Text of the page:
In other cases reviewed by Reuters, Wells Fargo and GMAC Mortgage, a unit of Ally Financial, this year assigned mortgages from defunct lender New Century Mortgage Corp., which went under in 2007. Securitization lawyers say it is technically impossible for a defunct company to directly assign a mortgage over to another owner.

Ally Financial spokesman James Olecki said GMAC obtained authorization to assign mortgages that New Century had failed to transfer while it was still in existence. “GMAC Mortgage obtained a power of attorney for loans serviced from the New Century Mortgage Litigating Trust, the Successor-in-Interest to New Century Mortgage Corp.,” he said.

Documents and statements made to courts that are found to be false can amount to crimes under state and federal laws. Daniel Richman, a Columbia University law professor and former federal prosecutor, said such acts can be perjury, and preparing fraudulent documents can be prosecuted under federal mail and wire fraud statutes. The Sarbanes-Oxley Act makes it a crime punishable by up to 20 years in jail to file false documents in a bankruptcy case, including foreclosures.


Reuters also found that loan servicers are still using the corner-cutting tactic that most captured the public imagination last year: robo-signing.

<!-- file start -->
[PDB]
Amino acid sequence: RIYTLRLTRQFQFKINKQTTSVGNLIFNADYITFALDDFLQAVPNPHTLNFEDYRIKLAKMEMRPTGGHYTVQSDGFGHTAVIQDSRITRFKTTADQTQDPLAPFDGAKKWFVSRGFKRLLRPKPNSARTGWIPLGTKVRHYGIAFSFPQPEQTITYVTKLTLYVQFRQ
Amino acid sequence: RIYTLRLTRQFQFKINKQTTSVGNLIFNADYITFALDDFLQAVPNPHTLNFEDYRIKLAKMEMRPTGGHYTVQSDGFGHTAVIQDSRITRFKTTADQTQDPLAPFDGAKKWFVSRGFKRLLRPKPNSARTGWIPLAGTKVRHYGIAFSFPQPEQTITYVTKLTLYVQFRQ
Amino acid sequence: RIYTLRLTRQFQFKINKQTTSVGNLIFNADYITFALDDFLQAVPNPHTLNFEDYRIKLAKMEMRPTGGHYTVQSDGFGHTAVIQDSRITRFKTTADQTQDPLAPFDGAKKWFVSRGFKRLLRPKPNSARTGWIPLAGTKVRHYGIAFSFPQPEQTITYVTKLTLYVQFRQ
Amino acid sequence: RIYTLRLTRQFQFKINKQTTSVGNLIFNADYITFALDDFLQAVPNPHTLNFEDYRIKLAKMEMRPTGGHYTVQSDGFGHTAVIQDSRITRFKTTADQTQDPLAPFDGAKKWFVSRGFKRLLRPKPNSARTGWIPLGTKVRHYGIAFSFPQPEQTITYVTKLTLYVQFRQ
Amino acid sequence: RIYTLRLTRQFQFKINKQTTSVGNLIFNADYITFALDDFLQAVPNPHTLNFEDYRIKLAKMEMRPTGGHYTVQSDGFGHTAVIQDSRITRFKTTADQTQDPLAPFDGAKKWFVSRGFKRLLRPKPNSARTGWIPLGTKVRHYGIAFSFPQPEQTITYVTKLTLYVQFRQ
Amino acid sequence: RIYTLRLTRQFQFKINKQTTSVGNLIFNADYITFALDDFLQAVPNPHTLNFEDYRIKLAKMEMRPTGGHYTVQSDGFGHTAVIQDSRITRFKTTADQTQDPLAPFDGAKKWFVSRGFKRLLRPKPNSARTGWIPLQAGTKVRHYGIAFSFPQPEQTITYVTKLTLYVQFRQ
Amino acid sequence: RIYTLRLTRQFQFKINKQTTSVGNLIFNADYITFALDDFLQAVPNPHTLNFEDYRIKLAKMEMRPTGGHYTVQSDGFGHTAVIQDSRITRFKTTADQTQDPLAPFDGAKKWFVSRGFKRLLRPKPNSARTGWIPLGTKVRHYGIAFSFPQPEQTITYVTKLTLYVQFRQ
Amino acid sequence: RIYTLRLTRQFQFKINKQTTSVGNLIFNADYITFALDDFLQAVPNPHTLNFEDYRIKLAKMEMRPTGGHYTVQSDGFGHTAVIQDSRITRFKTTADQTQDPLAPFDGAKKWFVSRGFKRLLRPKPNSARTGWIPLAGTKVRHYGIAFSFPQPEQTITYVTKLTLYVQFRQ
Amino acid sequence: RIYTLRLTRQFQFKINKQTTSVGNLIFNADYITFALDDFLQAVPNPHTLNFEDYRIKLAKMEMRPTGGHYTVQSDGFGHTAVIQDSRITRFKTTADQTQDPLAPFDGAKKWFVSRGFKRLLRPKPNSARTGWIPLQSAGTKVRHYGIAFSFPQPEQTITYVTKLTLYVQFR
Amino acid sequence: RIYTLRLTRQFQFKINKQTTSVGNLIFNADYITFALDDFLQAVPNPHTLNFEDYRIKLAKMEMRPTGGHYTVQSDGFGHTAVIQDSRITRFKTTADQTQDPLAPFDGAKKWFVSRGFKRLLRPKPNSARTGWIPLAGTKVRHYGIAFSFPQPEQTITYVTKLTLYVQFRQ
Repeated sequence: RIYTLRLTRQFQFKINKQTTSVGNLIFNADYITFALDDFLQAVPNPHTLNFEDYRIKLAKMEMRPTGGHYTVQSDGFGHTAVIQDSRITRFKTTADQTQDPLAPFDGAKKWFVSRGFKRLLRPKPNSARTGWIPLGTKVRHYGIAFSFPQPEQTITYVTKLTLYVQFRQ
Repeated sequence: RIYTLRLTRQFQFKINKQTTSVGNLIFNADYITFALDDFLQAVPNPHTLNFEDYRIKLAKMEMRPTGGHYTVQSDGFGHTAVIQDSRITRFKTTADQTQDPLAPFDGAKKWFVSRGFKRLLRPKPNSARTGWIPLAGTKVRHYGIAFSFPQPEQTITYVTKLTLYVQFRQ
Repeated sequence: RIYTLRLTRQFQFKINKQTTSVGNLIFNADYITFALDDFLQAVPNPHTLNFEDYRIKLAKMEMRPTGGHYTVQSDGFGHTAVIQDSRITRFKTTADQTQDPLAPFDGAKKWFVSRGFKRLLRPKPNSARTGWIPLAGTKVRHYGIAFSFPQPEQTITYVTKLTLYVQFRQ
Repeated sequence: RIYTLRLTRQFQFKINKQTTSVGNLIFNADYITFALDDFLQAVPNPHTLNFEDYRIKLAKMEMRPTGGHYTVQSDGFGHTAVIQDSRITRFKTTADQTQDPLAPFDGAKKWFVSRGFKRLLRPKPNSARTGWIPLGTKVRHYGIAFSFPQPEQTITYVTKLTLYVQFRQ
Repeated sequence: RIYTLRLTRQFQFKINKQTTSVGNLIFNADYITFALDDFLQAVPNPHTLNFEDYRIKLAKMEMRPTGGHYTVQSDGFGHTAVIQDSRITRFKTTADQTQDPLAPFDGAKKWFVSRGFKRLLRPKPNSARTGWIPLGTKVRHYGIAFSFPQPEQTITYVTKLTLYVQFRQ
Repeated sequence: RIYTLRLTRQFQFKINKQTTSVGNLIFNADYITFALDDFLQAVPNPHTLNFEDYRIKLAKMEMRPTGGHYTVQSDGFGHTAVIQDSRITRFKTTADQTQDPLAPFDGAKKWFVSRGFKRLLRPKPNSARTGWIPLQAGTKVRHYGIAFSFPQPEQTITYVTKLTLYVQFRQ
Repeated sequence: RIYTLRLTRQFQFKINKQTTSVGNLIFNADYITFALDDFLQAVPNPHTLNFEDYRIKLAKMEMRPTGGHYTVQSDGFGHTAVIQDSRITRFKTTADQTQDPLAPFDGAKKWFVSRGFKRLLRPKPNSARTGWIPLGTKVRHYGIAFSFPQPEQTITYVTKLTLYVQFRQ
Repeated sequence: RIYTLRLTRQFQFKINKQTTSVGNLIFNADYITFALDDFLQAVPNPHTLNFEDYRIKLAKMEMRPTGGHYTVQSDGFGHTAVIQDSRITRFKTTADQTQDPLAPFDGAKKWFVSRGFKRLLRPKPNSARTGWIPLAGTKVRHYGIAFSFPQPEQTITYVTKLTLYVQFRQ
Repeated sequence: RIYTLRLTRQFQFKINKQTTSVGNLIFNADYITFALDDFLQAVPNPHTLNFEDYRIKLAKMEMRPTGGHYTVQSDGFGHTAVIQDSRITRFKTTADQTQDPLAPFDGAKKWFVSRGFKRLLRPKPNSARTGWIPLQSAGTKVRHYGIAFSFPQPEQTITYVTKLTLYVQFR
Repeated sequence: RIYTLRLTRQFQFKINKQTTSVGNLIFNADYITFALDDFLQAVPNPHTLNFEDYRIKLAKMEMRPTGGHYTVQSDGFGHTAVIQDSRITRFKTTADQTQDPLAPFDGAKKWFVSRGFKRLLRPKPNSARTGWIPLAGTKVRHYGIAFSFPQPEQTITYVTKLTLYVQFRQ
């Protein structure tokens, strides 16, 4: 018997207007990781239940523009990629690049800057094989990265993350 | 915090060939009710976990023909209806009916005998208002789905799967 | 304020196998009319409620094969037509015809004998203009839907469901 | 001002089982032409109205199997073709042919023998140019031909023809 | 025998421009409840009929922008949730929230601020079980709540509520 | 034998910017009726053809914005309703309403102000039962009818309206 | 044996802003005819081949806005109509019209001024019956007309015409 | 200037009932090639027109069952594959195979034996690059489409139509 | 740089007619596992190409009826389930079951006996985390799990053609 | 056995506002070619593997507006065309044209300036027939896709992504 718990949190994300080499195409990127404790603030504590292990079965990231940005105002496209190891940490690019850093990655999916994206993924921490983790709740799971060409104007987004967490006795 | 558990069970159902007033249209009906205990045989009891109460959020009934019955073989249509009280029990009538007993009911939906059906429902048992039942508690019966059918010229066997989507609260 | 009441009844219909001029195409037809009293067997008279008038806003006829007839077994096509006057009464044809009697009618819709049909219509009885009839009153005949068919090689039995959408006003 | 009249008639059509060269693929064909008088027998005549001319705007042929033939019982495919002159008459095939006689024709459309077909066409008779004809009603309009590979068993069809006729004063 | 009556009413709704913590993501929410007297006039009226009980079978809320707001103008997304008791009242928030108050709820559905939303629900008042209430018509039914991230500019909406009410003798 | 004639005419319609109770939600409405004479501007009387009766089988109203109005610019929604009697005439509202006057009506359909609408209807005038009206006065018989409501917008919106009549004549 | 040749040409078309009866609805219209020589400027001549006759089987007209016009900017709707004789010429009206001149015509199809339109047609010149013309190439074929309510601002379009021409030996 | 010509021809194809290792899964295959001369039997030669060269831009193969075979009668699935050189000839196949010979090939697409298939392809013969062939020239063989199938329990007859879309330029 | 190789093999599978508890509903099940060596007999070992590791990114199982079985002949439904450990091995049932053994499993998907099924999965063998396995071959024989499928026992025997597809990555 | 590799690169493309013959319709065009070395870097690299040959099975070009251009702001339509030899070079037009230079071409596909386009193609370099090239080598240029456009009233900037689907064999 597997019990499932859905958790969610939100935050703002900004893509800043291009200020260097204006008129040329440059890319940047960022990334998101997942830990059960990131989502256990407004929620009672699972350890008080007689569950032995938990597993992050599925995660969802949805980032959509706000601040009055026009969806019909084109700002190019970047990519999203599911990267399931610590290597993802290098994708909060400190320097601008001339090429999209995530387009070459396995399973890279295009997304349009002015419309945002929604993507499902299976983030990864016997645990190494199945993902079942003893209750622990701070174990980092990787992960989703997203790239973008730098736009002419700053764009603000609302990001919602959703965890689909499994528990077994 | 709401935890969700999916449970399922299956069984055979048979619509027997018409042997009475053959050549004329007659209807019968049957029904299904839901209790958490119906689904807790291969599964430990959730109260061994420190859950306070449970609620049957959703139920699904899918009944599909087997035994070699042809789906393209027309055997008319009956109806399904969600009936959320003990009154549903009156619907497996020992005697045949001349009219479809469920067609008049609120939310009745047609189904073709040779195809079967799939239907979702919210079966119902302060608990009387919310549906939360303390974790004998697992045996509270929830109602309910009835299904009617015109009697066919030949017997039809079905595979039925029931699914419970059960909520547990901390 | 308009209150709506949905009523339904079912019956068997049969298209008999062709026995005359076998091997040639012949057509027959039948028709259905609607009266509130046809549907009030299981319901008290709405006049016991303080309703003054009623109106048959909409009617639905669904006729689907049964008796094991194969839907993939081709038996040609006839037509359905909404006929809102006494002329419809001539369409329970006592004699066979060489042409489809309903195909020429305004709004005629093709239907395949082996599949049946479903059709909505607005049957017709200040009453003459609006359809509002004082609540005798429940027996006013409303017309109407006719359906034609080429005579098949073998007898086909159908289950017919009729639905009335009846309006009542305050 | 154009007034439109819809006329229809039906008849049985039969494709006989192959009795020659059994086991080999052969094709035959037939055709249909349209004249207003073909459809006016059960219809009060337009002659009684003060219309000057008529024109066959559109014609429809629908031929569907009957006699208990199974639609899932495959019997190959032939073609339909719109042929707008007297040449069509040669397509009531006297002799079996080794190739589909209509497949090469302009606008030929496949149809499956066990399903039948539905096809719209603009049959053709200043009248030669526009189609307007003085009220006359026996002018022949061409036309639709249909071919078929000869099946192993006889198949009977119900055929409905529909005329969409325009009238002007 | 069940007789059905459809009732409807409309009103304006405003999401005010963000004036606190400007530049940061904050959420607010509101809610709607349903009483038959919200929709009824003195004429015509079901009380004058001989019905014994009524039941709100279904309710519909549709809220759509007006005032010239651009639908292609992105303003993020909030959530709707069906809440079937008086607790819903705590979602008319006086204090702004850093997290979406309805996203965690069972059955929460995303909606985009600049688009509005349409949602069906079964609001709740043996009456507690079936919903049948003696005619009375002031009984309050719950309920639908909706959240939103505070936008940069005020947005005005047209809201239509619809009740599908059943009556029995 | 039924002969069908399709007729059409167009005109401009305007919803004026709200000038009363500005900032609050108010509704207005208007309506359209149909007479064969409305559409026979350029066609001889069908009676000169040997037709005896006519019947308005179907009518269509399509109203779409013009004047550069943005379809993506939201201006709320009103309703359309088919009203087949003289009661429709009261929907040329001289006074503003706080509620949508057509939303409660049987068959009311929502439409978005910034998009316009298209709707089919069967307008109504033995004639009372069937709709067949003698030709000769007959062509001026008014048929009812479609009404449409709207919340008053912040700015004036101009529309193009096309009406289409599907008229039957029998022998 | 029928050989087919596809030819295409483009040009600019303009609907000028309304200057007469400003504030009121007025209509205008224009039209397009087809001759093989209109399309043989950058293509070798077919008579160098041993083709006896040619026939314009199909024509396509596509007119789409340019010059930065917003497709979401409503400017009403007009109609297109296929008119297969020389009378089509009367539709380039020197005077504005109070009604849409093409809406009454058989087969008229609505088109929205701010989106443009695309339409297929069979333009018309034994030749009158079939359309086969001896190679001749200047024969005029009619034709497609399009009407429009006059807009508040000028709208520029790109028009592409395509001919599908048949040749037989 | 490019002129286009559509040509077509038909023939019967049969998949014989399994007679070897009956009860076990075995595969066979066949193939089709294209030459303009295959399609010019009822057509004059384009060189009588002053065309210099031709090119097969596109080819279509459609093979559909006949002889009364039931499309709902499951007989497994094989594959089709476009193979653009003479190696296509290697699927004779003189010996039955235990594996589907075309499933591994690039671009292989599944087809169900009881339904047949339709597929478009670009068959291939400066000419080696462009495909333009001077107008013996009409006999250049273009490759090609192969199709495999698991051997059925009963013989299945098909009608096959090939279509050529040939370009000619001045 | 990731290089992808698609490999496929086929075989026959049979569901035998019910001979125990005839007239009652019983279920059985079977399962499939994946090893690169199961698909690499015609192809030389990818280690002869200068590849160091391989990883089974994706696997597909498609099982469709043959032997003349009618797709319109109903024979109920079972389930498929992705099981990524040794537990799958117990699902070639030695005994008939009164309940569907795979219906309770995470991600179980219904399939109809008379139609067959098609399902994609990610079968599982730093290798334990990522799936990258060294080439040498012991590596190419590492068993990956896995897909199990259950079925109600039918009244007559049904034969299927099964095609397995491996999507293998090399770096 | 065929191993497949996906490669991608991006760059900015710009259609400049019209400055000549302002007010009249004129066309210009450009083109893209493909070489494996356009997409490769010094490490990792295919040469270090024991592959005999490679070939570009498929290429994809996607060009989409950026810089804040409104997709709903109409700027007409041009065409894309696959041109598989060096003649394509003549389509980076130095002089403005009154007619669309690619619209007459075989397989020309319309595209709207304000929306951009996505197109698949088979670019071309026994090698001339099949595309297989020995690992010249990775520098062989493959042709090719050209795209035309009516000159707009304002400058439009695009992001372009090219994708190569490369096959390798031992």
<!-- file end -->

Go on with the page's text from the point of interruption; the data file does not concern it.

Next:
The investigation identified six known robo-signers who have continued to churn out large numbers of mortgage assignments since the beginning of 2011 – months after the industry vowed to stop the practice.

Among them is Bryan Bly, an employee of Nationwide Title Clearing of Palm Harbor, Florida.

Bly testified in a July 2010 foreclosure case in Florida that he signed up to 5,000 mortgage assignments per day at the loan-servicing company. Although he is an employee of Nationwide, he signed the documents as a “vice president” of Option One Mortgage, Deutsche Bank, CitiBank and other institutions. (Case # 2009-CA-1920, Circuit Court of the Fourth Judicial District, Clay County, FL)

In his deposition, Bly said Nationwide multiplied his output by electronically stamping his signature on additional mortgage assignments that Bly said he never saw. He testified, too, that all the documents then were falsely notarized. Nationwide’s notaries were given stacks of the already-signed documents, he said, and attested falsely that Bly had signed the legal papers in front of them. Bly said he didn’t verify the information in the papers he signed, and that he didn’t understand key words and expressions in them.

Despite these disclosures, a Reuters search of county clerk records in Florida, New York and Massachusetts shows that Bly continued to sign thousands of mortgage assignments this year.

A Nationwide spokeswoman said there is nothing illegal about signing large numbers of mortgage assignments. After Reuters inquired about Bly, however, she later said that because of recent questions raised about him by Nationwide customers, Bly has been moved to a job at the firm that doesn’t involve signing documents.

R. Christopher Rodems, a lawyer for Bly, said there is nothing improper about signing large numbers of mortgage assignments. Rodems said Bly had received death threats after a videotaped deposition Bly gave in November 2010 was posted briefly on YouTube, in which he testified about signing massive numbers of mortgage assignments.


Robo-signing isn’t limited to low-level employees at loan servicers.